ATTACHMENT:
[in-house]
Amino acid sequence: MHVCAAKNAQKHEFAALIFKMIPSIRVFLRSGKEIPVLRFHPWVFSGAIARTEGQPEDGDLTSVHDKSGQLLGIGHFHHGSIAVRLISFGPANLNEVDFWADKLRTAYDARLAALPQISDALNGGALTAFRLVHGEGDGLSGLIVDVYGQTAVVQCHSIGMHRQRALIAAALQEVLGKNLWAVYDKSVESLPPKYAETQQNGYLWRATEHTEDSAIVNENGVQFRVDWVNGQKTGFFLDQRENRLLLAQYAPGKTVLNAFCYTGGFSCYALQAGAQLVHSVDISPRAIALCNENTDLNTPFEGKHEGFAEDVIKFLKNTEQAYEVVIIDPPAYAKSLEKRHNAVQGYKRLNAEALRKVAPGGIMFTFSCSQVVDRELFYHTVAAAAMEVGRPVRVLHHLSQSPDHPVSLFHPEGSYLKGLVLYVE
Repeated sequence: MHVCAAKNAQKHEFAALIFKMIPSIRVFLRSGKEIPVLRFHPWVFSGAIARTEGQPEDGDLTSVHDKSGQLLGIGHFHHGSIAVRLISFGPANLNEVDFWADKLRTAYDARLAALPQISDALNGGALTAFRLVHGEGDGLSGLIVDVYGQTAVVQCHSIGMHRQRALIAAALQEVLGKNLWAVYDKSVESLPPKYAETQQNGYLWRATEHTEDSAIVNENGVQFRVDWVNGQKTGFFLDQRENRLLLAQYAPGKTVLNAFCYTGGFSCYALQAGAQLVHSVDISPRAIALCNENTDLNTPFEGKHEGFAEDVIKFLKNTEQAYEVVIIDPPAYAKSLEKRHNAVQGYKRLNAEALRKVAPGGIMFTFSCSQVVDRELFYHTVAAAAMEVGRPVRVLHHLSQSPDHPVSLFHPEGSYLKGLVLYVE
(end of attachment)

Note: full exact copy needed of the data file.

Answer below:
[in-house]
Amino acid sequence: MHVCAAKNAQKHEFAALIFKMIPSIRVFLRSGKEIPVLRFHPWVFSGAIARTEGQPEDGDLTSVHDKSGQLLGIGHFHHGSIAVRLISFGPANLNEVDFWADKLRTAYDARLAALPQISDALNGGALTAFRLVHGEGDGLSGLIVDVYGQTAVVQCHSIGMHRQRALIAAALQEVLGKNLWAVYDKSVESLPPKYAETQQNGYLWRATEHTEDSAIVNENGVQFRVDWVNGQKTGFFLDQRENRLLLAQYAPGKTVLNAFCYTGGFSCYALQAGAQLVHSVDISPRAIALCNENTDLNTPFEGKHEGFAEDVIKFLKNTEQAYEVVIIDPPAYAKSLEKRHNAVQGYKRLNAEALRKVAPGGIMFTFSCSQVVDRELFYHTVAAAAMEVGRPVRVLHHLSQSPDHPVSLFHPEGSYLKGLVLYVE
Repeated sequence: MHVCAAKNAQKHEFAALIFKMIPSIRVFLRSGKEIPVLRFHPWVFSGAIARTEGQPEDGDLTSVHDKSGQLLGIGHFHHGSIAVRLISFGPANLNEVDFWADKLRTAYDARLAALPQISDALNGGALTAFRLVHGEGDGLSGLIVDVYGQTAVVQCHSIGMHRQRALIAAALQEVLGKNLWAVYDKSVESLPPKYAETQQNGYLWRATEHTEDSAIVNENGVQFRVDWVNGQKTGFFLDQRENRLLLAQYAPGKTVLNAFCYTGGFSCYALQAGAQLVHSVDISPRAIALCNENTDLNTPFEGKHEGFAEDVIKFLKNTEQAYEVVIIDPPAYAKSLEKRHNAVQGYKRLNAEALRKVAPGGIMFTFSCSQVVDRELFYHTVAAAAMEVGRPVRVLHHLSQSPDHPVSLFHPEGSYLKGLVLYVE